THE Church's treatment of a York Minster Canon who confessed to
sex offences against children is being investigated by the office
of the Archbishop of York.
Canon Emeritus John Norman, who died in 2005, was cautioned and
placed on the Sex Offenders' Register in 2004, the York
Press reported on Wednesday. He was not
A spokeswoman for North Yorkshire Police said: "In 2004, North
Yorkshire Police investigated historic allegations against an
88-year-old man regarding a sexual assault on a boy. The man was
arrested and interviewed and a full investigation was carried out,
during which the man admitted the offence.
"A prosecution file was passed to the Crown Prosecution Service
for a charging decision and, as result, the suspect was issued with
a caution and ordered to sign the Sex Offenders' Register for two
The York Press, which reports that Canon Norman
confessed to offences against three children, was approached by the
sister of one of the victims.
In response to enquiries by the newspaper, a spokesman for the
Archbishop of York's office said: "An initial trawl of our files
has failed to reveal any information about these allegations.
However, since this report has been made, it is now essential that
we look into the matter thoroughly, so we would be grateful for any
relevant information. Sexual abuse is a devastating crime that does
untold damage to victims. The Church of England is committed to the
safeguarding of all children, young people, and adults, and has
worked hard to improve our child protection policies. We aim to
respond as positively and constructively as possible to anyone who
has suffered abuse."
Canon Norman was Canon and Prebendary of York Minster from 1977
to 1992. Before this, he worked in the dioceses of York, Brechin
and Carlisle. He retired to live in Pocklington in 1983 and
assisted the chaplain at Pocklington School.
The reporting of the allegations comes days after the Archbishop
of York, Dr Sentamu, announced that all existing files of deceased
clergy who served in the diocese of York have been recalled, as
part of an investigation into child abuse.
Dr Sentamu announced on Saturday that he had appointed an
independent reviewer to examine all files relating to deceased
clergy who served in the diocese from before 1950 to the present.
The majority date from the 1950s onwards.
In July, Dr Sentamu announced an independent inquiry into the
Church's handling of reports of alleged child abuse by a former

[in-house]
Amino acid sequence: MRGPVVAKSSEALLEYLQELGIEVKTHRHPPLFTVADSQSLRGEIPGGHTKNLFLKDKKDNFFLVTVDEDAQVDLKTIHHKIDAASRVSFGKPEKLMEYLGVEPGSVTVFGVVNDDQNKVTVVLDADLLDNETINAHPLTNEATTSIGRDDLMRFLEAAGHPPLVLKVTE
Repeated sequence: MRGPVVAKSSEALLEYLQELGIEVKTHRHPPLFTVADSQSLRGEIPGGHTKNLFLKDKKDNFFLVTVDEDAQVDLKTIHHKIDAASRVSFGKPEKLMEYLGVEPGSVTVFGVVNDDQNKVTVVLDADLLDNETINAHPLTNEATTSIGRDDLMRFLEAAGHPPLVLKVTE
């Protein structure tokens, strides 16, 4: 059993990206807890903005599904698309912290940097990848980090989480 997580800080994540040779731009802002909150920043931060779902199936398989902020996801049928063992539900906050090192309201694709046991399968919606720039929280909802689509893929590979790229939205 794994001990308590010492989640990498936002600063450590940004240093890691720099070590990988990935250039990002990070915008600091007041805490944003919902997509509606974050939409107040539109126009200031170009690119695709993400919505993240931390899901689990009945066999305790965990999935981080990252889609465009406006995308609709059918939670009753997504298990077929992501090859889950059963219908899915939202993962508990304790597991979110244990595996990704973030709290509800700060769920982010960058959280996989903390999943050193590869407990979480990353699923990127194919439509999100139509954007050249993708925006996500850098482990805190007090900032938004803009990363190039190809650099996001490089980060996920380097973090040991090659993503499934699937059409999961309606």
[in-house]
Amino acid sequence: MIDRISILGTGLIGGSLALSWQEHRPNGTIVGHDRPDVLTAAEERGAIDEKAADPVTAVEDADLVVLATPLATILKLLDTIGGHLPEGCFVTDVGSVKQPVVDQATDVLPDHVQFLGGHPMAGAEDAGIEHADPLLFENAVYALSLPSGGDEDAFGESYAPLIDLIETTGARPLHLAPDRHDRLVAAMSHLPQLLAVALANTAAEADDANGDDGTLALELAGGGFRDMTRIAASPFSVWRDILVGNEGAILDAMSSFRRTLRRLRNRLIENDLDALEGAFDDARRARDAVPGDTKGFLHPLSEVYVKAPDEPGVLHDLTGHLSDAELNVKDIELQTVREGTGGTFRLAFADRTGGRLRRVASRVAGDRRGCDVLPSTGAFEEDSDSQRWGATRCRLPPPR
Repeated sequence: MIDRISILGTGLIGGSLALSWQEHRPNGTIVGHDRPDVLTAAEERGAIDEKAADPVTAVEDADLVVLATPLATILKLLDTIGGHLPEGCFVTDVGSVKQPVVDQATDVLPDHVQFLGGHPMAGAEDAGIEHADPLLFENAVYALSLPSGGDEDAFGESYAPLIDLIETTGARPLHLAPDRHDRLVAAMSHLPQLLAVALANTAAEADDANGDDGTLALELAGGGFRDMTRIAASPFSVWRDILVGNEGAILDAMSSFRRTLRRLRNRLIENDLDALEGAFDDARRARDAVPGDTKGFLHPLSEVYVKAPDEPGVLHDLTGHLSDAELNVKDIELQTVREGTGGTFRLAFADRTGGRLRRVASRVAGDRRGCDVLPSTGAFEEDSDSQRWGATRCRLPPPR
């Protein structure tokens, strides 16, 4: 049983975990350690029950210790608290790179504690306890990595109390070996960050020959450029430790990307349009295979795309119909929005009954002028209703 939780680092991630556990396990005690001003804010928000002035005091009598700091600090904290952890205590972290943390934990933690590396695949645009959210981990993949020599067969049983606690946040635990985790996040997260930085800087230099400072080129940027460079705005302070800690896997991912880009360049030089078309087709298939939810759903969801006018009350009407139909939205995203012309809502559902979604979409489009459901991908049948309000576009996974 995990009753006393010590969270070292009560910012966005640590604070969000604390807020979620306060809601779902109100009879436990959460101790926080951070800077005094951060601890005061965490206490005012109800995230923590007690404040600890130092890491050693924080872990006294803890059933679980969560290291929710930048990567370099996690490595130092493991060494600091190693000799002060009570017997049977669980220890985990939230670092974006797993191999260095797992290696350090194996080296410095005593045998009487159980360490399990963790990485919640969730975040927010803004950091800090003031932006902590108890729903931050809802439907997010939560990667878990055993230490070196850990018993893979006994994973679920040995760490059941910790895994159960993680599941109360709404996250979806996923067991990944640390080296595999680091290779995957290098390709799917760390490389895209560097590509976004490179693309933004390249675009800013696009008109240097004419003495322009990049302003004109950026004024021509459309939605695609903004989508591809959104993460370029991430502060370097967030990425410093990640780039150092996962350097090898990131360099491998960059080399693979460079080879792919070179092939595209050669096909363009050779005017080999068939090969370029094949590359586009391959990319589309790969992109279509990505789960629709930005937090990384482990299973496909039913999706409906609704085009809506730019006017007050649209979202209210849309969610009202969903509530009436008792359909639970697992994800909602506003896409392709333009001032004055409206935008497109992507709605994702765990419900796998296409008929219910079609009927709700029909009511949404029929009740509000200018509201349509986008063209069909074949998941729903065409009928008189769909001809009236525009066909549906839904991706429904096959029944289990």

Dean of Manchester, Robert Waddington (News, 26 July). Dean
Waddington died in 2007, but allegations made before his death came
to light this year. In May, The Times reported that Lord
Hope of Thornes, Archbishop of York from 1995 to 2005, had removed
the Dean Waddington's permission to officiate, but did not report
the allegations to the police or child protection authorities.
"The damage done by the sexual abuse of children is immense, and
the passage of time does not in itself bring healing," Dr Sentamu
said last Saturday.
"Where young people are shown to have been betrayed by
individuals in a position of trust, and by the institution's
failure to protect them, it is for the Church to acknowledge the
hurt which has been done; to offer a full apology; and to prove, so
far as is possible, that policies and practices are improved such
that the same systemic failure could never be repeated."
The Archbishop's Chief of Staff, the Revd Malcolm Macnaughton,
said: "Our priority now is to respond well to those who have the
courage to come forward to say what happened to them...
"Where an alleged perpetrator of sexual abuse is still living,
this should be reported directly to the police, or to the local
safeguarding children panel. Where the alleged abuser has since
died, those who were abused, or who were aware of the abuse, may
still wish to come forward, and we would encourage them to do
The Church of England's national review of past cases of child
abuse which took place in 2008-09 (
News, 24 February 2010) looked at more than 40,000 church files
for any evidence that clergy or church workers had abused children,
going back 30 years. It identified 13 cases that needed further
formal action. It did not include the files of deceased clergy,
The Church's current safeguarding policy, Protecting All
God's Children (2010), states that, if the subject of an
allegation has died, "if the Church was involved in any way, the
diocese will still need to examine its actions at the time, and
consider whether they were appropriate in the light of what was
known and good practice."